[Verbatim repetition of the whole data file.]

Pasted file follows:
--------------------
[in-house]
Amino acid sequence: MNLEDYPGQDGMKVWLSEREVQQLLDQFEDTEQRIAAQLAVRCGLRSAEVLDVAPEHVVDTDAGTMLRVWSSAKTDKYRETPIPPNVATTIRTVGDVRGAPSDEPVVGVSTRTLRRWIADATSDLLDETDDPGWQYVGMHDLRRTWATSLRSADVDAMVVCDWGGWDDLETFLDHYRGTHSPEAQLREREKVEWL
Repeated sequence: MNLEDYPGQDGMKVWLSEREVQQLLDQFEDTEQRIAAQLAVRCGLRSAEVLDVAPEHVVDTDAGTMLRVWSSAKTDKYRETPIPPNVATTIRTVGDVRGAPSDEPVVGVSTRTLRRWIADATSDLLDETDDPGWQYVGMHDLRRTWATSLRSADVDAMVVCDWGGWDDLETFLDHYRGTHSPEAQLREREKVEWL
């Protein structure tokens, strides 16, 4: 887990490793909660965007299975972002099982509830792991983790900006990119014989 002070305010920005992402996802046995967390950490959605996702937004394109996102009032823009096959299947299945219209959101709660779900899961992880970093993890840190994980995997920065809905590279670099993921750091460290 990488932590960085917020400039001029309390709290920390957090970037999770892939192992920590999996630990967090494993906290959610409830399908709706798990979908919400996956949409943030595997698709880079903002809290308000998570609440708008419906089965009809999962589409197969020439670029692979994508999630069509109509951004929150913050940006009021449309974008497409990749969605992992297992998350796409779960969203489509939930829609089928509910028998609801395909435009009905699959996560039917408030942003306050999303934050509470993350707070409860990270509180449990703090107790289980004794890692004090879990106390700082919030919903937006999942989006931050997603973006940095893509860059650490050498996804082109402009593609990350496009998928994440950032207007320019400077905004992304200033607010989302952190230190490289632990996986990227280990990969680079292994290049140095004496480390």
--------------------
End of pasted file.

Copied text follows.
[in-house]
Amino acid sequence: MNLEDYPGQDGMKVWLSEREVQQLLDQFEDTEQRIAAQLAVRCGLRSAEVLDVAPEHVVDTDAGTMLRVWSSAKTDKYRETPIPPNVATTIRTVGDVRGAPSDEPVVGVSTRTLRRWIADATSDLLDETDDPGWQYVGMHDLRRTWATSLRSADVDAMVVCDWGGWDDLETFLDHYRGTHSPEAQLREREKVEWL
Repeated sequence: MNLEDYPGQDGMKVWLSEREVQQLLDQFEDTEQRIAAQLAVRCGLRSAEVLDVAPEHVVDTDAGTMLRVWSSAKTDKYRETPIPPNVATTIRTVGDVRGAPSDEPVVGVSTRTLRRWIADATSDLLDETDDPGWQYVGMHDLRRTWATSLRSADVDAMVVCDWGGWDDLETFLDHYRGTHSPEAQLREREKVEWL
């Protein structure tokens, strides 16, 4: 887990490793909660965007299975972002099982509830792991983790900006990119014989 002070305010920005992402996802046995967390950490959605996702937004394109996102009032823009096959299947299945219209959101709660779900899961992880970093993890840190994980995997920065809905590279670099993921750091460290 990488932590960085917020400039001029309390709290920390957090970037999770892939192992920590999996630990967090494993906290959610409830399908709706798990979908919400996956949409943030595997698709880079903002809290308000998570609440708008419906089965009809999962589409197969020439670029692979994508999630069509109509951004929150913050940006009021449309974008497409990749969605992992297992998350796409779960969203489509939930829609089928509910028998609801395909435009009905699959996560039917408030942003306050999303934050509470993350707070409860990270509180449990703090107790289980004794890692004090879990106390700082919030919903937006999942989006931050997603973006940095893509860059650490050498996804082109402009593609990350496009998928994440950032207007320019400077905004992304200033607010989302952190230190490289632990996986990227280990990969680079292994290049140095004496480390």